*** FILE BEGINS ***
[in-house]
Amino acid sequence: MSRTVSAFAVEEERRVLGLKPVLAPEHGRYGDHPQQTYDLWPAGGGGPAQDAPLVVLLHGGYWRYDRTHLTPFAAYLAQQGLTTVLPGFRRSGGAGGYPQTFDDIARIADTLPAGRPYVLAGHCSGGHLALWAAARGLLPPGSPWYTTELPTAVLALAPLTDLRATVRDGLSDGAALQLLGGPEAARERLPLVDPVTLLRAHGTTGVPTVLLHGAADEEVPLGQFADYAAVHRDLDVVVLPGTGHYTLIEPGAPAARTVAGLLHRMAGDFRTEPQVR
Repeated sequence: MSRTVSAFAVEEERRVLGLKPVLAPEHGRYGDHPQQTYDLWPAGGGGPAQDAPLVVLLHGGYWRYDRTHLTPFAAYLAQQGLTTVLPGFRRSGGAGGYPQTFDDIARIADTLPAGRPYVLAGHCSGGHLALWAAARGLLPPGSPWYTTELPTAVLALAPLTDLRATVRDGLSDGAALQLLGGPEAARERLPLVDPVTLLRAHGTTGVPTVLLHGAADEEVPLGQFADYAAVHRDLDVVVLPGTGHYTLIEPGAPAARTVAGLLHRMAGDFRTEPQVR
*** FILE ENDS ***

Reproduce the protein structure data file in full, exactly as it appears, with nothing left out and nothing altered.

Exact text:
[in-house]
Amino acid sequence: MSRTVSAFAVEEERRVLGLKPVLAPEHGRYGDHPQQTYDLWPAGGGGPAQDAPLVVLLHGGYWRYDRTHLTPFAAYLAQQGLTTVLPGFRRSGGAGGYPQTFDDIARIADTLPAGRPYVLAGHCSGGHLALWAAARGLLPPGSPWYTTELPTAVLALAPLTDLRATVRDGLSDGAALQLLGGPEAARERLPLVDPVTLLRAHGTTGVPTVLLHGAADEEVPLGQFADYAAVHRDLDVVVLPGTGHYTLIEPGAPAARTVAGLLHRMAGDFRTEPQVR
Repeated sequence: MSRTVSAFAVEEERRVLGLKPVLAPEHGRYGDHPQQTYDLWPAGGGGPAQDAPLVVLLHGGYWRYDRTHLTPFAAYLAQQGLTTVLPGFRRSGGAGGYPQTFDDIARIADTLPAGRPYVLAGHCSGGHLALWAAARGLLPPGSPWYTTELPTAVLALAPLTDLRATVRDGLSDGAALQLLGGPEAARERLPLVDPVTLLRAHGTTGVPTVLLHGAADEEVPLGQFADYAAVHRDLDVVVLPGTGHYTLIEPGAPAARTVAGLLHRMAGDFRTEPQVR